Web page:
When John had come to teach at Ampleforth in 1955, he had moved to Oswaldkirk. In April 1956 John married Romola Farquharson at St Mary's Church, Hampstead. John and Romola had five children: Bernard (born 1957, E76), Emily (born 1959), Teresa (born 1960), Madeleine (born 1964), and Joe (born 1966, E84). From about 1978, he lived alone in Oswaldkirk and from 1985 to 2002 in Nunnington, about 5 miles from Ampleforth, where he had a studio. In late September 2002 John went to Italy to attend the marriage of his son Joe, but he was already ill, and he died less than two months later in a London hospice.
John's cousins are James Nolan (C43, died 2000) and Michael Nolan (C46 - Lord Nolan), along with the sons of James Nolan - James (T78) and Rossa (T81). There were a number of Amplefordian close friends, including Fr Columba Cary-Elwes (OA22, died 1994), Fr Aidan Gilman (A45 and a contemporary in the Royal Marines), Fr Richard Sutherland (B46, priest of Westminster, died 1974 - a companion on a number of schoolboy exploits), Tim Odone (B44, died 1998) and Kenneth Bradshaw (D40, Chief Clerk of the House of Commons).
John wrote a number of small books - including an autobiography in Sculptor's Luck (1992) and a book on the moorland chapel A War Memorial.
A sung requiem was given for John Bunting on November 30 by the community of Ampleforth
Abbey and College. Mr Bunting, who died aged 75, was the first art master at Ampleforth, and the church of Gilbert Scott was filled with family, friends and colleagues. He had been a boy in the college during wartime; twice a trainee under Robert Thompson of Kilburn ('the mouse man'); then for 40 years a charismatic teacher of letter cutting, sculpting and relief-work. Among his distinguished students were the portraitist Andrew Festing and sculptor Anthony Gormley. In his own right, Mr Bunting did a good deal of creative work, largely for churches: one might cycle out of Oxford to Old Marston visiting chapels, and come across crucifixes or reliefs created by him.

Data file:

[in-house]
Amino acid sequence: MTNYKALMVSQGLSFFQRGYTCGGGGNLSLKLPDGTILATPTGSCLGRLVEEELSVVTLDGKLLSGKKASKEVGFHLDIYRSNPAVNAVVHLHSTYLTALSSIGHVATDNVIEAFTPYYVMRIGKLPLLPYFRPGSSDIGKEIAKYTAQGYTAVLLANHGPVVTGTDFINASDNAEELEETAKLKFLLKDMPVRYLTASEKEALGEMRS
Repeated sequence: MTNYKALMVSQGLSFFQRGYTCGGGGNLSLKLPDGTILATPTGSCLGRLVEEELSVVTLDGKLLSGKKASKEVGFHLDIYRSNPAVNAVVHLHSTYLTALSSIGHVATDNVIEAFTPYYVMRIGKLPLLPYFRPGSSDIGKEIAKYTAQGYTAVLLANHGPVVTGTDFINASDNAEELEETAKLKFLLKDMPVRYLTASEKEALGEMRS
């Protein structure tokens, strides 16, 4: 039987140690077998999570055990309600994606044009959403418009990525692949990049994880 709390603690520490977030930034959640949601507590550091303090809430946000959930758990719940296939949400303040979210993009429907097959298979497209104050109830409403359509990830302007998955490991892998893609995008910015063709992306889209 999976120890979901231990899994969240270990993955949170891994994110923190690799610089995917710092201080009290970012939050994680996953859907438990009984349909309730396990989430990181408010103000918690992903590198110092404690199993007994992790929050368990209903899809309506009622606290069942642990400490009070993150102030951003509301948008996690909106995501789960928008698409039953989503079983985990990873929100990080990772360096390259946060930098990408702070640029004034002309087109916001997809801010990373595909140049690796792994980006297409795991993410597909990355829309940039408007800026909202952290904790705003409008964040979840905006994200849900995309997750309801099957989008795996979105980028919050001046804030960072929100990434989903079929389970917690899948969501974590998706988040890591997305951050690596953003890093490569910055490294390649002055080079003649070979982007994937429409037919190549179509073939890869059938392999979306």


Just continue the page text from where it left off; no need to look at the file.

Mr. Bunting had three outstanding characteristics. He was challengingly tough, having been a whip for the Beagles, a hooker for two years for the 1st XV (with his colours) and a house monitor before joining the Royal Marines as the war ended. He was a determined artist. He was a devoted religious person, glad to live close by a monastic campus, and to turn his skills to the work of Church life. Typically, the saints he admired were the Carmelite poet John of the Cross and the soldier and traveller Charles de Foucauld (who as a Cistercian monk took the name Marie-Alberique before retreating to the Sahara). Mr Bunting spent much of his life in a chapel on a rocky ridge by Sutton Bank, which he filled with his sculptures dedicated to soldiers who made the ultimate sacrifice. The four military men he chose for dedication were all Amplefordians who suffered in war; Michael Allmand VC, a Chindit who died in Buma; Hugh Dormer DSO and Michael Fenwick, both Guards officers who died in Europe and a third Guardsman, Bobby Nairac GC, who died at the hands of the IRA.
Bunting saw his memorial chapel as his generation's small response to "a debt that cannot be repaid". He was appointed drawing master at Ampleforth during 1955-85 and artist-in-residence for a further decade. With his wife Romola, John brought up his family of two boys and three girls in the valley of the monks at Oswaldkirk.